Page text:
of which we must exclaim "as! as!"'. If this interpretation is correct, we can detect in this word just the original ' shudder ' of numinous awe in the first and earliest form in which it expressed itself, before any figure of speech, objective representation, or concept had been devised to explicate it ; it bursts forth crudely and vehemently in this primal cry and is unable to name its object otherwise than as a something before which such sounds must involuntarily be uttered. Professor Geldner has kindly sent me a reference to a passage in the Kena-Upanishad (iv. 29) which seems to me to be an excellent confirmation of this and at the same time to illustrate how the primal numinous feeling did originally emerge as pure feeling, before any concept or concrete representation of it had come into being. The fine, naïve old Kena-Upanishad aims at making perceptible to the disciple that before which ' all words turn back and proceeds just as we do, by trying to produce in him an appropriate feelingreflex by means of a simile. The lines run :
This is the way It (sc. Brahman) is to be illustrated:
When lightnings have been loosened : aaah !
When that has made the eyes to be closed— aaah !—
What, then, is the devatâ, the Brahman? It is an â-caryam, i. e. ' that in whose presence wo must exclaim "aaah ! " ' And one cannot ' illustrate ' the numinous character of this ' aaah ' by any better analogy than that of the lightning here given. The unexpectedness and suddenness of the lightning-flash, its dreadful weirdness, its overpoweringness and dazzling splendour, the fright and the delight of it, give it an almost numinous impressiveness, and indeed often do produce an actual numinous impression on the mind.
This reference of Professor Geldner's seems to me all the more significant from the fact that it appears to me to adumbrate quite a new method of solving the old puzzle of the 'Brahman', and what it means. For this task philosophical speculation is too elevated, mere etymology too insufficient, a method. What is necessary in order really to get at the heart of the matter is to have rediscovered and recaptured the feelings which this word originally connoted and which thrill through it. And for this we have again a very instructive passage in that which immediately preceding the one iust quoted (Kena, iii. 15). at the same time serves to elucidate it. It is where the I)evas catch for the first time an intimation of th« 'Brahman '. They ask, in amazement, and yet obviously also in extreme eagerness : ' Kim idam yaksam ! ' of which Deussen's translation ' What marvellous thing (Wunderding) is this ?' is too tame a rendering. It is more exactly: 'What un-thing (Unding) is tin's?' in the sense in which this expression is popularly used for a thing of which no one can say what it is or whence it comes, and in whose presence we have the feeling of the uncanny. ' Yaks a', like ' Umling', is sometimes a word for a ghost, and is originally the ' unychcucr', 'monstrous', in the sense of the uncanny, e&rie, ' apparition', or spectre. And it is just as such that the ' Brahman' in this passage behaves. It does the things goblins and magical creatures usually do, vanishing suddenly like a true phantom at the climax of the transaction. Such feelings, which we meet at the commencement of the great Mysticism of Brahman, attend its coarse continually, and htt who cannot recognize and detect their presence there cannot do more than reconstruct the meagre skeleton of concepts they have left behind. And the same tiring, mutatis mutandis, Molds good also for Western Mysticism.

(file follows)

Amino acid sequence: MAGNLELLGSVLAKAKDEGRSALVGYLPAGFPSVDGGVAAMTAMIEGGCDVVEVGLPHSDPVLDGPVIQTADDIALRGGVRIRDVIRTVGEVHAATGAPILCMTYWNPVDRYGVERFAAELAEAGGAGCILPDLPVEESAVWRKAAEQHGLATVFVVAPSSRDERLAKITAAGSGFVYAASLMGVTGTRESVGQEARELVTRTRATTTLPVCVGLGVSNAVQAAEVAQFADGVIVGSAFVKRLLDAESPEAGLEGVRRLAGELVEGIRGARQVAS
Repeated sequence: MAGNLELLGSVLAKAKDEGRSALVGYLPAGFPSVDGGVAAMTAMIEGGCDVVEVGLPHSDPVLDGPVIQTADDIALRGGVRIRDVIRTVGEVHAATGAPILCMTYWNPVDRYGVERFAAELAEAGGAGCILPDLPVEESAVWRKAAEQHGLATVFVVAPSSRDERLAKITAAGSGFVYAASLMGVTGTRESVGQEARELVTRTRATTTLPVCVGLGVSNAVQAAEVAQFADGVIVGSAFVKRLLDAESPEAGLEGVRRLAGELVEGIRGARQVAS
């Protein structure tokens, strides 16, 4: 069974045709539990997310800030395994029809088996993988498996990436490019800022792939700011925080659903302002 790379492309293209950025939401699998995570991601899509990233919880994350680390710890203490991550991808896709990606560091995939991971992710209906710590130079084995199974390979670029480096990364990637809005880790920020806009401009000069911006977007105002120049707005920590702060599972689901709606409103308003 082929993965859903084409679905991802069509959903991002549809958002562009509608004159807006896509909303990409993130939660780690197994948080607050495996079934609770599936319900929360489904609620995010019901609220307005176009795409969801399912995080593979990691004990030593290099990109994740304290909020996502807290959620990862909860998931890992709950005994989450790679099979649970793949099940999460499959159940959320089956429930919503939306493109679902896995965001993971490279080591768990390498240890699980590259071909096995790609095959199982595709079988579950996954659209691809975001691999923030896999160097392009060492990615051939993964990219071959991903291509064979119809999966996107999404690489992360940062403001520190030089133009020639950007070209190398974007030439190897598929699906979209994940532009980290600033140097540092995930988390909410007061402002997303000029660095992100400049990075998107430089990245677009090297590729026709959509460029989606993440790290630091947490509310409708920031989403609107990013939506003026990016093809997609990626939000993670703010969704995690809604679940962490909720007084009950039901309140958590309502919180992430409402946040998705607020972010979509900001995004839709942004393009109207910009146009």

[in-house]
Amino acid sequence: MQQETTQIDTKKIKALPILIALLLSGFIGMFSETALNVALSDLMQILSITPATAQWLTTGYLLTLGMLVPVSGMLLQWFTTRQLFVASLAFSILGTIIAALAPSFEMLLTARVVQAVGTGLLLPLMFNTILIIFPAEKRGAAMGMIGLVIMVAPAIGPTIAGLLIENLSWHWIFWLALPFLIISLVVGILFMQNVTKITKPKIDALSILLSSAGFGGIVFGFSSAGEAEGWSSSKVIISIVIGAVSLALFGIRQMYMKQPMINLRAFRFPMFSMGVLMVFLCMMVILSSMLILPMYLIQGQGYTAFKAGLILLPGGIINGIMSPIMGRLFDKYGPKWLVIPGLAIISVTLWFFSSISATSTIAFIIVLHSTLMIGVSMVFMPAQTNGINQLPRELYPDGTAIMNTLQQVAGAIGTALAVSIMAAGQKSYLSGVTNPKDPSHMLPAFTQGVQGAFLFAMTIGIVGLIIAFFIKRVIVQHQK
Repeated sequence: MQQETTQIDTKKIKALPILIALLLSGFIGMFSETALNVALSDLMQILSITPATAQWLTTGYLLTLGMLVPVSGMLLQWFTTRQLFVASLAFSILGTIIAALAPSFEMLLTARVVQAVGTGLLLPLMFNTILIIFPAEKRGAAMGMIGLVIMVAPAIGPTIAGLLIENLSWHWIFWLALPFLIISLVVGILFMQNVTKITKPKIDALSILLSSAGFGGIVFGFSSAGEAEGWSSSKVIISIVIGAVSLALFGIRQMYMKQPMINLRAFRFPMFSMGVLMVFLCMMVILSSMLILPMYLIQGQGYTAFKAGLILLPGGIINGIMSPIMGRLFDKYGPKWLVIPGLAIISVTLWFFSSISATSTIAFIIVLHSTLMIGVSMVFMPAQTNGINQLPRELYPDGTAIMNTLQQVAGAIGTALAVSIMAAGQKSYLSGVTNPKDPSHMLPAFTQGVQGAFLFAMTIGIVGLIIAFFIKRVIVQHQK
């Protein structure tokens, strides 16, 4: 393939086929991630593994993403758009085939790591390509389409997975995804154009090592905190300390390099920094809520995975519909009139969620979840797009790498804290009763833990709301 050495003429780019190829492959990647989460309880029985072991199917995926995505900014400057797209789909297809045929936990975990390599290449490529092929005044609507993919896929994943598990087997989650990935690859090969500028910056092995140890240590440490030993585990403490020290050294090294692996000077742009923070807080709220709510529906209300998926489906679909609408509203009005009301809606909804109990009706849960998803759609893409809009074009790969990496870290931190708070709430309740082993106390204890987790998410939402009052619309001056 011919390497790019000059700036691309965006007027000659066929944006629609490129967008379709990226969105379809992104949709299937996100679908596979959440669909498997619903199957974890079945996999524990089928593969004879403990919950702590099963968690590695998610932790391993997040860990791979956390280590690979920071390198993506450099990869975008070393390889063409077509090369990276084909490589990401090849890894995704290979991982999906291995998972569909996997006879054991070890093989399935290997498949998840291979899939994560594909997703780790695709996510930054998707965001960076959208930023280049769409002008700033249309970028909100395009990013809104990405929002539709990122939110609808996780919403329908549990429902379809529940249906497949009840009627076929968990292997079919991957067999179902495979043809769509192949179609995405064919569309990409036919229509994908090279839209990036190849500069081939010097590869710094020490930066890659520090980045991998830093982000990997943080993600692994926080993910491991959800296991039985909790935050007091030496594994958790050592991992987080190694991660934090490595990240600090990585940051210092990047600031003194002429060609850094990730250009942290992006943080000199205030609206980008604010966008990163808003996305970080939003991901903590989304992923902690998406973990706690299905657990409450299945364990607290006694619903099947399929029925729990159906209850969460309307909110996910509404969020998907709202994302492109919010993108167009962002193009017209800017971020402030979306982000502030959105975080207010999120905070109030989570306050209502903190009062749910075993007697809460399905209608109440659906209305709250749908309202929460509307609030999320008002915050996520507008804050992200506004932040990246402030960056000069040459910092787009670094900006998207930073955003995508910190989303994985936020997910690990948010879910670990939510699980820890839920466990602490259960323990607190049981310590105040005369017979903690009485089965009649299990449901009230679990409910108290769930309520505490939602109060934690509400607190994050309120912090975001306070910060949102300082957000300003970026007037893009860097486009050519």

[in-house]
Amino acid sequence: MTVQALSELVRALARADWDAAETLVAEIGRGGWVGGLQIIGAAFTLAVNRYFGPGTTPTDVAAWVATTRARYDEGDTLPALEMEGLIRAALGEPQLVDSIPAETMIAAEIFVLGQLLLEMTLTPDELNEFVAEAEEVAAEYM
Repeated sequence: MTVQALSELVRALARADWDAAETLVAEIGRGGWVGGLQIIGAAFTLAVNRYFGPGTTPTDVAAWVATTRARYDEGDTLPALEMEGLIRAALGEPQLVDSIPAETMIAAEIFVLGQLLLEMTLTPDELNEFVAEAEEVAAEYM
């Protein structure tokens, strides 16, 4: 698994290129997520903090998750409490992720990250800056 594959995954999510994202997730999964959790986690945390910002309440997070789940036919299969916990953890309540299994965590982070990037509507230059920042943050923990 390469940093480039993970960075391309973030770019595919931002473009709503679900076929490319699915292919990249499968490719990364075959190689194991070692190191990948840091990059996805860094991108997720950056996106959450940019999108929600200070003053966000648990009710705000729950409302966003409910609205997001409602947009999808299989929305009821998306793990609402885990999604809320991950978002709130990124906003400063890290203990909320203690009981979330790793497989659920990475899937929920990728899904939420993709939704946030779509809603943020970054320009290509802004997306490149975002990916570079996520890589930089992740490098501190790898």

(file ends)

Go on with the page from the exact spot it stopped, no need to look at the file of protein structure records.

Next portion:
Another original sound in which the numinous feeling is articulated is certainly the holy syllable 'om'. It likewise has no sort of conceptual connotation. Like the particle as, it is simply an articulated sound no word, nor even a complete syllable, for the m in which it ends is not an ordinary 'm', but simply the long protracted nasal continuation of the deep 'o' sound. It is really simply a sort of growl or groan, sounding up from within as the quasi-reflex expression of profound emotion in circumstances of a numinous magical nature, and serving to relieve consciousness of a felt burden, almost physical in its constraining force. And this constraint and compulsion to expression are still recoverable to our feeling when we recapture this mood of submergence and absorption in the 'wholly other'.
This Om is exactly parallel to the similar sound in Sanskrit, Hum—like it, nothing but a numinous ejaculation, with probably 110 further significance.
It would I e a task for the history and psychology of religion alike to examine the innumerable names of gods and demons, ani perhaps also the various designations for ghost, soul, and spirit, with a view to seeing whether many of them may not simply have arisen from original numinous sounds and thus be parallels to the name dkarya, already considered.1
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